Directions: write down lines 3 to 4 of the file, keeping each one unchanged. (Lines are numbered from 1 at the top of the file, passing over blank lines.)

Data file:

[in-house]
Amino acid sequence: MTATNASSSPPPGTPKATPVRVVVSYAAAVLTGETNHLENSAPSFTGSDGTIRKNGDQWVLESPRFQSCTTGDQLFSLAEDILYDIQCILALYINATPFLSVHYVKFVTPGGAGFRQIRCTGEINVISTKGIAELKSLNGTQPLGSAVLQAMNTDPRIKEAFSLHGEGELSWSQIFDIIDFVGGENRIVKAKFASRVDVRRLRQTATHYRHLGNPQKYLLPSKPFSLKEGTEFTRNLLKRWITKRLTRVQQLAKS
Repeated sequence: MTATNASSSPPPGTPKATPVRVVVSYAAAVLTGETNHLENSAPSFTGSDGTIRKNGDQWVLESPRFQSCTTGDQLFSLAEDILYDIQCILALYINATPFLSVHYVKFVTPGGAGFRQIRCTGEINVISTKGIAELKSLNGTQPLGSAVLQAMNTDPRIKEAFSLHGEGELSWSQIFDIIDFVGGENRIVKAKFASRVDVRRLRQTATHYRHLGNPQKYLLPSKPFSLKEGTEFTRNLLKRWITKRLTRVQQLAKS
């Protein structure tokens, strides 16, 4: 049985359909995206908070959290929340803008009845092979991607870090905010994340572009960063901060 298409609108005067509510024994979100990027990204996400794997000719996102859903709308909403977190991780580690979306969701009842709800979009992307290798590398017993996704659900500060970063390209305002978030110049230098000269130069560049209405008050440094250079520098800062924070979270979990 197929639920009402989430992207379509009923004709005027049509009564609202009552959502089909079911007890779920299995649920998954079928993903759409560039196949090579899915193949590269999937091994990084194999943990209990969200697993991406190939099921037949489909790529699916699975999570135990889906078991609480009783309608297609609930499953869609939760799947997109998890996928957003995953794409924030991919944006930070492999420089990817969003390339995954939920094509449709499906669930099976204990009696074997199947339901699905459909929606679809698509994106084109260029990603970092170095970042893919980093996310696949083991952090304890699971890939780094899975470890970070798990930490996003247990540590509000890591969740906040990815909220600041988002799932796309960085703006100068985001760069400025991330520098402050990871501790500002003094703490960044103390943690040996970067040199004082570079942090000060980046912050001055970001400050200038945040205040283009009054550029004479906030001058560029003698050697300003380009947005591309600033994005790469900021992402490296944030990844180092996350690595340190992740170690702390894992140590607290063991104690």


Repeated sequence: MTATNASSSPPPGTPKATPVRVVVSYAAAVLTGETNHLENSAPSFTGSDGTIRKNGDQWVLESPRFQSCTTGDQLFSLAEDILYDIQCILALYINATPFLSVHYVKFVTPGGAGFRQIRCTGEINVISTKGIAELKSLNGTQPLGSAVLQAMNTDPRIKEAFSLHGEGELSWSQIFDIIDFVGGENRIVKAKFASRVDVRRLRQTATHYRHLGNPQKYLLPSKPFSLKEGTEFTRNLLKRWITKRLTRVQQLAKS
């Protein structure tokens, strides 16, 4: 049985359909995206908070959290929340803008009845092979991607870090905010994340572009960063901060 298409609108005067509510024994979100990027990204996400794997000719996102859903709308909403977190991780580690979306969701009842709800979009992307290798590398017993996704659900500060970063390209305002978030110049230098000269130069560049209405008050440094250079520098800062924070979270979990 197929639920009402989430992207379509009923004709005027049509009564609202009552959502089909079911007890779920299995649920998954079928993903759409560039196949090579899915193949590269999937091994990084194999943990209990969200697993991406190939099921037949489909790529699916699975999570135990889906078991609480009783309608297609609930499953869609939760799947997109998890996928957003995953794409924030991919944006930070492999420089990817969003390339995954939920094509449709499906669930099976204990009696074997199947339901699905459909929606679809698509994106084109260029990603970092170095970042893919980093996310696949083991952090304890699971890939780094899975470890970070798990930490996003247990540590509000890591969740906040990815909220600041988002799932796309960085703006100068985001760069400025991330520098402050990871501790500002003094703490960044103390943690040996970067040199004082570079942090000060980046912050001055970001400050200038945040205040283009009054550029004479906030001058560029003698050697300003380009947005591309600033994005790469900021992402490296944030990844180092996350690595340190992740170690702390894992140590607290063991104690």